Mad Lads 2

The music – if in fact music it could be called – had attracted a small assembly of caravaneers and merchants outside the closed iron gate of Grobar. The usual sounds of livestock and petty arguments about suppliers were replaced this morning by the unusual sound of metal banging on stone as the diminutive, blue-haired footling skipped alongside the enormous, sturdy blocks that made up the foundation of Grobar’s walls dragging his makeshift instrument along the coarse face of the weathered limestone. As the sun rose, more spectators gathered and watched from a measured distance – as though they feared the guardsmen, leaning on their javelins and observing from the wall above, would deem the strange event illegal and have them all imprisoned for association.

No such event took place, however. And as the gates began to creak upwards, signalling the opening of the city to traffic and commerce, the odd noises slowed to a halt as the small figure put his metal instrument into its holster, fastened his suspenders, and strode into the port city with the confidence of a creature three times his size.

The area surrounding the main gate of Grobar is known as Gryphon’s Plaza – so-called for reportedly being the landing place of the Flying Knights’ winged mounts during the Consolidation War that united the continent centuries ago.  Today, however, Gryphon’s Plaza hosts the city’s humble Western Marketplace where merchants travelling by land peddle their wares to the denizens too spendthrift to visit the more prestigious (and expensive) Southern Bazaar. So early in the morning, the Western Marketplace was barely stirring with activity as some local merchants began the daily ritual of making their stalls presentable and exchanging pleasantries with the incoming traders.

One such trader was Æthelflynn who had been waiting by the gate as the footling sauntered through. With her curiosity piqued she followed the small fellow through the marketplace, endeavoring to determine the strange creature’s purpose in the city. After all, a story can be just as valuable as silver to the right audience.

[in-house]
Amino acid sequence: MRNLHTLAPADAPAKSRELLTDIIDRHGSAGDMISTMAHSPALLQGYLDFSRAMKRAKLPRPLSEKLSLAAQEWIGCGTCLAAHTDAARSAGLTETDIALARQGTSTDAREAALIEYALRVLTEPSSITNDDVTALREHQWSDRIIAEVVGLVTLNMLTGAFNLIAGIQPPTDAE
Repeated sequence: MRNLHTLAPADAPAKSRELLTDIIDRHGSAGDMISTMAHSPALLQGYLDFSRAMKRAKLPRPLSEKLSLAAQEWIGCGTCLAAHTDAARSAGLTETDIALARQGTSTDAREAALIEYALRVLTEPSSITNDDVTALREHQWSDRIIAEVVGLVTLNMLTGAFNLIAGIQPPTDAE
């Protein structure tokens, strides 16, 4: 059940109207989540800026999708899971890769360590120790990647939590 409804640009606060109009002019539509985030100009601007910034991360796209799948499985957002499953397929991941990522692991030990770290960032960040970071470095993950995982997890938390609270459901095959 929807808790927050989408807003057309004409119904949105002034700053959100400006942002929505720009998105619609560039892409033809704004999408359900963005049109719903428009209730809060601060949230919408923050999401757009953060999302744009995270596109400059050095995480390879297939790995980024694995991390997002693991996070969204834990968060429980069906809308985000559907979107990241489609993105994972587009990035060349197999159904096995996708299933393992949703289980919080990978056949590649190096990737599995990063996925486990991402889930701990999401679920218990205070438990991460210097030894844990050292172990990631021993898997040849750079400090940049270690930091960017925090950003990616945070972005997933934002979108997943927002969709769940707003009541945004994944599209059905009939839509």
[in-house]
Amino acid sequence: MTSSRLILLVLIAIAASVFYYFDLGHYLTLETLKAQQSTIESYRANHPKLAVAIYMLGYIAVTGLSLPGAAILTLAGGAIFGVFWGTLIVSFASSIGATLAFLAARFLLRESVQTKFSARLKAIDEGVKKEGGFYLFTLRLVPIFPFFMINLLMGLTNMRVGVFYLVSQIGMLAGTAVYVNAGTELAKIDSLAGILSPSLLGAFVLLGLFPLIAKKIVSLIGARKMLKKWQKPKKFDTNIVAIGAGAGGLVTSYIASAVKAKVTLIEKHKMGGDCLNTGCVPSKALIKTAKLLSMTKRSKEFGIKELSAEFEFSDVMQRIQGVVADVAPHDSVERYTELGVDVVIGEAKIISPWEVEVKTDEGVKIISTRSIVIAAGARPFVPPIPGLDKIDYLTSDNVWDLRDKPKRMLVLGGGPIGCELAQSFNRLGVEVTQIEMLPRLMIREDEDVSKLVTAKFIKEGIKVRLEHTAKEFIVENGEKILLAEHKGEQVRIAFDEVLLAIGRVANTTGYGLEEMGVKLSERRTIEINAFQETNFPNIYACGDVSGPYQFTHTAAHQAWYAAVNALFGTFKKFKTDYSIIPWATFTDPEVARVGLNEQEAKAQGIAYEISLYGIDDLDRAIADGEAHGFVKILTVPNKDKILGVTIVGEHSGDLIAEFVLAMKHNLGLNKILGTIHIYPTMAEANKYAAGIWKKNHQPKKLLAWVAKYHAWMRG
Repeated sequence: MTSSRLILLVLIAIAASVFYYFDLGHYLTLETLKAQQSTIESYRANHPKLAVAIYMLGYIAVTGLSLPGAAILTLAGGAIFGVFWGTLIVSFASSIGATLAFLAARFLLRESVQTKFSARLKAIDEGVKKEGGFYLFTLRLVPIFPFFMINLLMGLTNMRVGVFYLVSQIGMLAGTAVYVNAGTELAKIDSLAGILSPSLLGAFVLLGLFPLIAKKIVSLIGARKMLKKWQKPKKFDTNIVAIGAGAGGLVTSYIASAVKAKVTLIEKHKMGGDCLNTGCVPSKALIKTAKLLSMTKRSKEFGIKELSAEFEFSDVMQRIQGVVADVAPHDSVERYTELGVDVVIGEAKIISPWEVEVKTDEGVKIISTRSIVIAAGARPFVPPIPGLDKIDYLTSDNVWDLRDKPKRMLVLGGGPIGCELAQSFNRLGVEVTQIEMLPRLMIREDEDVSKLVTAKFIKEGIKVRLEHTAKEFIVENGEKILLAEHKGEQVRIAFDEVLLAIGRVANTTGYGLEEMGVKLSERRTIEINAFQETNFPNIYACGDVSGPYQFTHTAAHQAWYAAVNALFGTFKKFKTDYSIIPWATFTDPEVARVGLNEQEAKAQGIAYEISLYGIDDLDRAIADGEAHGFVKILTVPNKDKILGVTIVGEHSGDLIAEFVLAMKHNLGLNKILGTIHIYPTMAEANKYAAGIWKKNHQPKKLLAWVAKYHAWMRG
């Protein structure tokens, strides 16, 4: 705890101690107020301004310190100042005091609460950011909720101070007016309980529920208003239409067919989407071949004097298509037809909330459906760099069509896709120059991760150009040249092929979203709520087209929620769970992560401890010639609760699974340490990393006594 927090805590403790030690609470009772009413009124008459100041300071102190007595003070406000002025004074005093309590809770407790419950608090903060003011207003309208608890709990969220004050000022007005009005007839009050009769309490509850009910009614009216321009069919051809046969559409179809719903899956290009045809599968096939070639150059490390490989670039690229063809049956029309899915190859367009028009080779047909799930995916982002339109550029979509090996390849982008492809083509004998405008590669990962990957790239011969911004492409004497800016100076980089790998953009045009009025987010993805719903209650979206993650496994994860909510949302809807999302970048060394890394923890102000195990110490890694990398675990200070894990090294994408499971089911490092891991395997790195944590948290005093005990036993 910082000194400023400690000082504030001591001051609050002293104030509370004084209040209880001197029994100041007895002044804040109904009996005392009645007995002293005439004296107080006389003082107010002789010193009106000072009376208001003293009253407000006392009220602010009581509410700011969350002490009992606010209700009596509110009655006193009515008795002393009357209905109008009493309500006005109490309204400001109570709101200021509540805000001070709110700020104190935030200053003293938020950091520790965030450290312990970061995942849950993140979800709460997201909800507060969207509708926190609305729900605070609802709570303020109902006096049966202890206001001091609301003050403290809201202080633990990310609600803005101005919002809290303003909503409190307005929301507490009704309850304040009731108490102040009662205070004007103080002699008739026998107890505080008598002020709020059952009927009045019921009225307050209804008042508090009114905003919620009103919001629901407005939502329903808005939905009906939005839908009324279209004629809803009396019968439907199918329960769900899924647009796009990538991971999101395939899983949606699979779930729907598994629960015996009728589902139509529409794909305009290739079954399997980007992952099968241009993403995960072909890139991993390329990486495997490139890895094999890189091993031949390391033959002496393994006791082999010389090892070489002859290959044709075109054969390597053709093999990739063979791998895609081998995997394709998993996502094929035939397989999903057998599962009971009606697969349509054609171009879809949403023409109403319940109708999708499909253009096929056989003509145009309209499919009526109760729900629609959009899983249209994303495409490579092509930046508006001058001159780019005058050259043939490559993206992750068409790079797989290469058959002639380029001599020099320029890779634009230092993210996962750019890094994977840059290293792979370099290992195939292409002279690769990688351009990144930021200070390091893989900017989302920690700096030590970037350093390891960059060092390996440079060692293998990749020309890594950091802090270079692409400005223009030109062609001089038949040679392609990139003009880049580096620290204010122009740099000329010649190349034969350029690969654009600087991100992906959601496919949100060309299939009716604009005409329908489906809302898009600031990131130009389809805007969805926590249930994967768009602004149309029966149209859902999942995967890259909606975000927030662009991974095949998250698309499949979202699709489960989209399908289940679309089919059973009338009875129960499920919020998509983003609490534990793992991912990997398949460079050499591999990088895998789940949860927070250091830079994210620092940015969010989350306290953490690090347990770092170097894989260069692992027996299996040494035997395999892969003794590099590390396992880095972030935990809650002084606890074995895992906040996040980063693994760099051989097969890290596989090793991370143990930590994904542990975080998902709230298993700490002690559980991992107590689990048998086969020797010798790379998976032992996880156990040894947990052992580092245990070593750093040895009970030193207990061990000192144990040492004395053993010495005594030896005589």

As the morning went on and the crowds picked up in earnest, the footling went from stall to stall leaving behind a wake of confused faces and nervous smiles. When the merchants went to their homes later that night, they would tell their children and spouses about the peculiar footling, with long blue hair poorly tied into a messy ponytail, who approached them and vigorously introduced himself as “Davenport Fizzlewinks – Aspiring Composer, Travelling Bard, and Tinker Extraordinaire!” The traders might continue over dinner, describing the list of unusual goods and requests the footling had made – none of which any of those present would have been able to requisition, if they had understood them at all. And as the moon came overhead and the main gate of Grobar closed once again until morning, the confused stallkeepers might finally wonder why, later that day, Æthelflynn, or “Flynn” as they knew her, didn’t respond to their greetings as she weaved through the crowd holding a strange metal object.

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